What is an Otoscope?
An otoscope or auriscope is a medical device that is used for ear examination. With an otoscope, you can investigate the ear canal and tympanic membrane or eardrum. Learn more about how to use an otoscope.
The Components of an Otoscope
The regular otoscope has a handle and a head. On the head, there is a low-power magnifying glass and light. The front end of the otoscope has an attachment for a disposable plastic ear specula. This is the end that is inserted in the patient’s ear for examination.
The otoscope should be held carefully against the patient’s ear to prevent unwanted injury. The veterinary professional can look through the lens and see inside the ear. There is a possibility for lens removal so other instruments can be inserted through the otoscope into the ear canal and be used for different purposes, for example removing earwax (cerumen).
This medical device can also be equipped with an insertion point for a bulb that allows pushing air through the speculum and it is called a pneumatic otoscope. With this airflow, the examiner can test the mobility of the tympanic membrane.
What is an Otoscope Used For?
The otoscope is used to diagnose infections of the middle and outer parts of the ear or in medical terms otitis media and otitis externa. This instrument is often used for examining the nose and upper throat of an animal.
The most commonly used otoscope is the monocular otoscope, which gives a two-dimensional view of all ear parts. For determining the depth of the ear a binocular otoscope is used. By using this device, the veterinary professional has both hands free, hence the instrument is fixed on a stand.
We compiled a list of our top picks of 7 Otoscopes for veterinary professionals.
As for humans, otoscopes are also used in veterinary medicine. With this device, a veterinary professional can determine what is the cause of the animal’s ear disease and set a proper diagnosis, so it can be treated on time with the right medical treatment.
The Clinical Significance of the Otoscope
Otoscopes have been used for centuries to examine ears and have been considered a standard tool in the doctor’s office. A modern otoscope includes a condenser system, magnifier, and an illuminator. Modern otoscopes also have a built-in air compressor so that the examiner does not need to worry about the external air pressure. There are many different types of otoscopes. There is some variation in design based on the different manufacturers of the tools, and there are also differences based on how they are used. The type determined by the manufacturer is the most commonly used in medical offices. The designs and use of these tools are described below.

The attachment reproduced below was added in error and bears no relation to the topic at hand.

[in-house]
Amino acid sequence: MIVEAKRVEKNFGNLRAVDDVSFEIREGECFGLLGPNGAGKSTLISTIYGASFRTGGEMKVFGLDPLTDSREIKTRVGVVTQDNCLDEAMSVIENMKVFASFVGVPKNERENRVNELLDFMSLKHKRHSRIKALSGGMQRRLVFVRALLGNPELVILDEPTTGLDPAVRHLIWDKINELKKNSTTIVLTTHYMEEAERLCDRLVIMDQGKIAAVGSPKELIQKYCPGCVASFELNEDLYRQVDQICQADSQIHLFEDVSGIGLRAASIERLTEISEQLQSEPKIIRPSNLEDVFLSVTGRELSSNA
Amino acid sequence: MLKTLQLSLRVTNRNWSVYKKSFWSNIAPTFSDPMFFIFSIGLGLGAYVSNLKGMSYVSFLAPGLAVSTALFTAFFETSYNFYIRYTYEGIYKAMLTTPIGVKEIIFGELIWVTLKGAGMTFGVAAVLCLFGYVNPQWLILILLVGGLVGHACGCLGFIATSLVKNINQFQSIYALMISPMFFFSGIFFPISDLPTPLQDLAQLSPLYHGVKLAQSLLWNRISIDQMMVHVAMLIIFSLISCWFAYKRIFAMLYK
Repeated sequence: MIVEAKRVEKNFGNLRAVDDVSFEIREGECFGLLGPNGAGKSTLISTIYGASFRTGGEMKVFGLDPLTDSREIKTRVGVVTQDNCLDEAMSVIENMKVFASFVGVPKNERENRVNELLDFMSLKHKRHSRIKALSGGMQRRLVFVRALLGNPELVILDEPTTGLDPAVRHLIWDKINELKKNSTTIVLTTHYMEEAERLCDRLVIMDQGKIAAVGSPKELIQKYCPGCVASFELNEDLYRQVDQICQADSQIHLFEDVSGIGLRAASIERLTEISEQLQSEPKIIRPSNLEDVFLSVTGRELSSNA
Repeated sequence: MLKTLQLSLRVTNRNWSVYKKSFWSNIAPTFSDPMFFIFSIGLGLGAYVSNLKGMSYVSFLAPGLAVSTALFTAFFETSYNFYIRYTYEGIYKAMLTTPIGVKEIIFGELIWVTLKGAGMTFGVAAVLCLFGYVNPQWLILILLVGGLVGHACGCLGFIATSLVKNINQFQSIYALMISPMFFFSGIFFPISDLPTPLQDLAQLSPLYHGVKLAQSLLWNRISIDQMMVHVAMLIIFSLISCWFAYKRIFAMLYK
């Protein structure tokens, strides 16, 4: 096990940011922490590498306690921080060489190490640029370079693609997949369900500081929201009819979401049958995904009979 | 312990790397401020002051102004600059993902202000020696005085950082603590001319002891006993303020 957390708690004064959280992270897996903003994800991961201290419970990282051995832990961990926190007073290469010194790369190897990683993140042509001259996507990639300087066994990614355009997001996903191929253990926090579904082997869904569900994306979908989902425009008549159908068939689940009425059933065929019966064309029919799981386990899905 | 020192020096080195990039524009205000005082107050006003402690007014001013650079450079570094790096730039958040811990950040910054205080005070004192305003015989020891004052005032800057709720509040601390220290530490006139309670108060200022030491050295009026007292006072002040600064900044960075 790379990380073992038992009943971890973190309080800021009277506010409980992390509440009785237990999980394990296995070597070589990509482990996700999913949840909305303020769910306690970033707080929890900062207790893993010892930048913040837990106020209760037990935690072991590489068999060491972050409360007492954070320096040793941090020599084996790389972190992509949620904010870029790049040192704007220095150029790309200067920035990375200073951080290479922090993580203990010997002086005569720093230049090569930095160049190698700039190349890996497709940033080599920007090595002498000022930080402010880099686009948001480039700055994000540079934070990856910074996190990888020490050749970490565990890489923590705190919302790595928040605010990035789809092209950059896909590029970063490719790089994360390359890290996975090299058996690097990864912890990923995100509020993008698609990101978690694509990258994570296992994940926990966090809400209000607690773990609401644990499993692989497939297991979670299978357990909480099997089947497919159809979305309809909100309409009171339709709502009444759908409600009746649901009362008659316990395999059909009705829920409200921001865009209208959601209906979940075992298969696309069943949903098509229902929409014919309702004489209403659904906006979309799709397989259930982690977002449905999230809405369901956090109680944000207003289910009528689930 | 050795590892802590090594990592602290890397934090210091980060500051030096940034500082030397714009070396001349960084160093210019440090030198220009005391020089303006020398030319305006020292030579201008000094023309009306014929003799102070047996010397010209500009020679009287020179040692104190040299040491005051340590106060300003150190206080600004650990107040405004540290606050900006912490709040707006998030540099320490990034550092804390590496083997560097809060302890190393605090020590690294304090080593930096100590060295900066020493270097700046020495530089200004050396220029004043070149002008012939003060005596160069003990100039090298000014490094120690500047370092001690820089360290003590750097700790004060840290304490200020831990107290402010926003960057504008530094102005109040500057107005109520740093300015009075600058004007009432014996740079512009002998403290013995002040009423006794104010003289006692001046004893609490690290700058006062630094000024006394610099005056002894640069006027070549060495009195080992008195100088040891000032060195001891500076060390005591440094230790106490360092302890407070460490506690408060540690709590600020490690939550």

The Different Types of Otoscopes
There are three basic types of otoscopes: indirect, direct, and air conduction transducers.
A cross-sectional otoscope consists of two parts: the tube and a magnifying lens in front of it. The tube is placed in the ear canal, and the lens magnifies the view of what is inside. The tube has a mirror and a light so that internal images appear to be coming from a different angle than they really are. There are two types of cross-sectional otoscopes: those with air pressure and those without. Those without air pressure use direct vision, while those with air pressure are indirect vision devices.
An endoscope is a double-coated optic fiber that is used to look into hard-to-reach places. This is particularly useful in the ear canal as it can provide a view of the eardrum. When an otoscope of this type is used, it is called an endoloop or tympanotome.
Air conduction transducers use sound waves to determine what they hit. This eliminates the need for direct entry into the body and makes them ideal for children, people, or animals who are afraid of having objects inserted into their ears.